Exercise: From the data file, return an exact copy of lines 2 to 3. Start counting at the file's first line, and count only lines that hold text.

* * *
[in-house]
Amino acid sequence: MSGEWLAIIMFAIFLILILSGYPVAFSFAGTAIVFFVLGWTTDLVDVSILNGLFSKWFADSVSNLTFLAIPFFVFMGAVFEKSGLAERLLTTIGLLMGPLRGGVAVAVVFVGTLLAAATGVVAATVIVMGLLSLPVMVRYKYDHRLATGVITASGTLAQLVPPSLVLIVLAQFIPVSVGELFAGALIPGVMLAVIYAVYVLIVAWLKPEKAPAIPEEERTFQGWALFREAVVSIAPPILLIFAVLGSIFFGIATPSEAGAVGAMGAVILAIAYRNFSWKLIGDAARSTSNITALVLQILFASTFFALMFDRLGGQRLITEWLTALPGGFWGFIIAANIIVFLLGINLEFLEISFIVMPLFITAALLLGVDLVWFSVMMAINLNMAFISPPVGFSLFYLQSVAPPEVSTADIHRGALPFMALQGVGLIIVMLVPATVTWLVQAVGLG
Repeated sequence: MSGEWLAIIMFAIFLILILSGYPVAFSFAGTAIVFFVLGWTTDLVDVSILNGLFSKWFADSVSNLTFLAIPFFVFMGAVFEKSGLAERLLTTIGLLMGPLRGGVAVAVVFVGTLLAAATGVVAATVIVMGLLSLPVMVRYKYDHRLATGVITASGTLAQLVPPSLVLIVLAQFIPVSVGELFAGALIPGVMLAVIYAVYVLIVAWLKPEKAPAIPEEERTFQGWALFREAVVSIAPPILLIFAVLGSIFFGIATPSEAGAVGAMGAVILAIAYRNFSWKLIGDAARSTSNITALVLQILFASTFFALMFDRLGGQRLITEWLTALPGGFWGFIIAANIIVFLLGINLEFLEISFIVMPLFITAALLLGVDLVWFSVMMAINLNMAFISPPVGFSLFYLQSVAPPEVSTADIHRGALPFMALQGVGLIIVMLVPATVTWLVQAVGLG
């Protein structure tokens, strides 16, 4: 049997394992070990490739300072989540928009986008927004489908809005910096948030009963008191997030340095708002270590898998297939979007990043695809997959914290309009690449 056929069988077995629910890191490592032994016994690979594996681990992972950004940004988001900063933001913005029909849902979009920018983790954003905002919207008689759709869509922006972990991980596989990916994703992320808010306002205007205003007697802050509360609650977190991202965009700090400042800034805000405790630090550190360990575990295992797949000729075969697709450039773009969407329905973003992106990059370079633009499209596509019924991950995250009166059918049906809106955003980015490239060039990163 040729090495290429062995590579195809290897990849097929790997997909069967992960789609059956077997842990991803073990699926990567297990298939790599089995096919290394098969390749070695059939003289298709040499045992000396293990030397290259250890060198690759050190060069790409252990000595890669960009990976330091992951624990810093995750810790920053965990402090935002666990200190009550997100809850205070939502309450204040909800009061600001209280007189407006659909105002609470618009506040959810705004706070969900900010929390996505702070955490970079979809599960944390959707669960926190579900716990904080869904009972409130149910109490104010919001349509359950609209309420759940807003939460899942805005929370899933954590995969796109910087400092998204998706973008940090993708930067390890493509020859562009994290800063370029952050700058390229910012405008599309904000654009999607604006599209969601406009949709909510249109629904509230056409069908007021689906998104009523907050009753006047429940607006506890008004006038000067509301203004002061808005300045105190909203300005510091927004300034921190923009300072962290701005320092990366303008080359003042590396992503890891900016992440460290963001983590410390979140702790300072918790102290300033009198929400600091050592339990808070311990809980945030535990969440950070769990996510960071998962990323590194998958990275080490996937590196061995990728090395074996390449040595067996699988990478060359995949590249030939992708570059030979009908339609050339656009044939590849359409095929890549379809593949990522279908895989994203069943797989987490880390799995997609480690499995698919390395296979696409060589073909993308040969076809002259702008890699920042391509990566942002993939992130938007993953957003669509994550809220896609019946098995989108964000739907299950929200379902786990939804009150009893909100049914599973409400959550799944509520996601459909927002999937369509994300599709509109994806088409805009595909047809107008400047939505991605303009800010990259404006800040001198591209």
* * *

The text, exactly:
Amino acid sequence: MSGEWLAIIMFAIFLILILSGYPVAFSFAGTAIVFFVLGWTTDLVDVSILNGLFSKWFADSVSNLTFLAIPFFVFMGAVFEKSGLAERLLTTIGLLMGPLRGGVAVAVVFVGTLLAAATGVVAATVIVMGLLSLPVMVRYKYDHRLATGVITASGTLAQLVPPSLVLIVLAQFIPVSVGELFAGALIPGVMLAVIYAVYVLIVAWLKPEKAPAIPEEERTFQGWALFREAVVSIAPPILLIFAVLGSIFFGIATPSEAGAVGAMGAVILAIAYRNFSWKLIGDAARSTSNITALVLQILFASTFFALMFDRLGGQRLITEWLTALPGGFWGFIIAANIIVFLLGINLEFLEISFIVMPLFITAALLLGVDLVWFSVMMAINLNMAFISPPVGFSLFYLQSVAPPEVSTADIHRGALPFMALQGVGLIIVMLVPATVTWLVQAVGLG
Repeated sequence: MSGEWLAIIMFAIFLILILSGYPVAFSFAGTAIVFFVLGWTTDLVDVSILNGLFSKWFADSVSNLTFLAIPFFVFMGAVFEKSGLAERLLTTIGLLMGPLRGGVAVAVVFVGTLLAAATGVVAATVIVMGLLSLPVMVRYKYDHRLATGVITASGTLAQLVPPSLVLIVLAQFIPVSVGELFAGALIPGVMLAVIYAVYVLIVAWLKPEKAPAIPEEERTFQGWALFREAVVSIAPPILLIFAVLGSIFFGIATPSEAGAVGAMGAVILAIAYRNFSWKLIGDAARSTSNITALVLQILFASTFFALMFDRLGGQRLITEWLTALPGGFWGFIIAANIIVFLLGINLEFLEISFIVMPLFITAALLLGVDLVWFSVMMAINLNMAFISPPVGFSLFYLQSVAPPEVSTADIHRGALPFMALQGVGLIIVMLVPATVTWLVQAVGLG